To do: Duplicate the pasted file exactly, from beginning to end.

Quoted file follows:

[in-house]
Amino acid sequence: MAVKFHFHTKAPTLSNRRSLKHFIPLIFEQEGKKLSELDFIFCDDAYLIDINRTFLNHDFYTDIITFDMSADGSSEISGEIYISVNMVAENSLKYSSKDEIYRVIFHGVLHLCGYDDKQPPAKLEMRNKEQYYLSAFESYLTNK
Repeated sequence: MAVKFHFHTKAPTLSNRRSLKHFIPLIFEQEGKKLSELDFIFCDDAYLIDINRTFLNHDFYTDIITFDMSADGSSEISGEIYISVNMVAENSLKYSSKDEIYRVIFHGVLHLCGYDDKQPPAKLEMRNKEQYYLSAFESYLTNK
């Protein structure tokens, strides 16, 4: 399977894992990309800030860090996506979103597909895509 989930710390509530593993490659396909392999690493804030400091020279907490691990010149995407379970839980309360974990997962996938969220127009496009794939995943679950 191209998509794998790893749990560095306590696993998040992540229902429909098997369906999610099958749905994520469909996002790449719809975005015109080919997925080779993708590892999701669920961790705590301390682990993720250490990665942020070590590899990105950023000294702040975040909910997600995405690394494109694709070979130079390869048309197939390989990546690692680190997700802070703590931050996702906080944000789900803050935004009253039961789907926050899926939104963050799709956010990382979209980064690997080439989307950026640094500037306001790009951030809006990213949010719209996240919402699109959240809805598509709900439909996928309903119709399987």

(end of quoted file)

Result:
[in-house]
Amino acid sequence: MAVKFHFHTKAPTLSNRRSLKHFIPLIFEQEGKKLSELDFIFCDDAYLIDINRTFLNHDFYTDIITFDMSADGSSEISGEIYISVNMVAENSLKYSSKDEIYRVIFHGVLHLCGYDDKQPPAKLEMRNKEQYYLSAFESYLTNK
Repeated sequence: MAVKFHFHTKAPTLSNRRSLKHFIPLIFEQEGKKLSELDFIFCDDAYLIDINRTFLNHDFYTDIITFDMSADGSSEISGEIYISVNMVAENSLKYSSKDEIYRVIFHGVLHLCGYDDKQPPAKLEMRNKEQYYLSAFESYLTNK
């Protein structure tokens, strides 16, 4: 399977894992990309800030860090996506979103597909895509 989930710390509530593993490659396909392999690493804030400091020279907490691990010149995407379970839980309360974990997962996938969220127009496009794939995943679950 191209998509794998790893749990560095306590696993998040992540229902429909098997369906999610099958749905994520469909996002790449719809975005015109080919997925080779993708590892999701669920961790705590301390682990993720250490990665942020070590590899990105950023000294702040975040909910997600995405690394494109694709070979130079390869048309197939390989990546690692680190997700802070703590931050996702906080944000789900803050935004009253039961789907926050899926939104963050799709956010990382979209980064690997080439989307950026640094500037306001790009951030809006990213949010719209996240919402699109959240809805598509709900439909996928309903119709399987």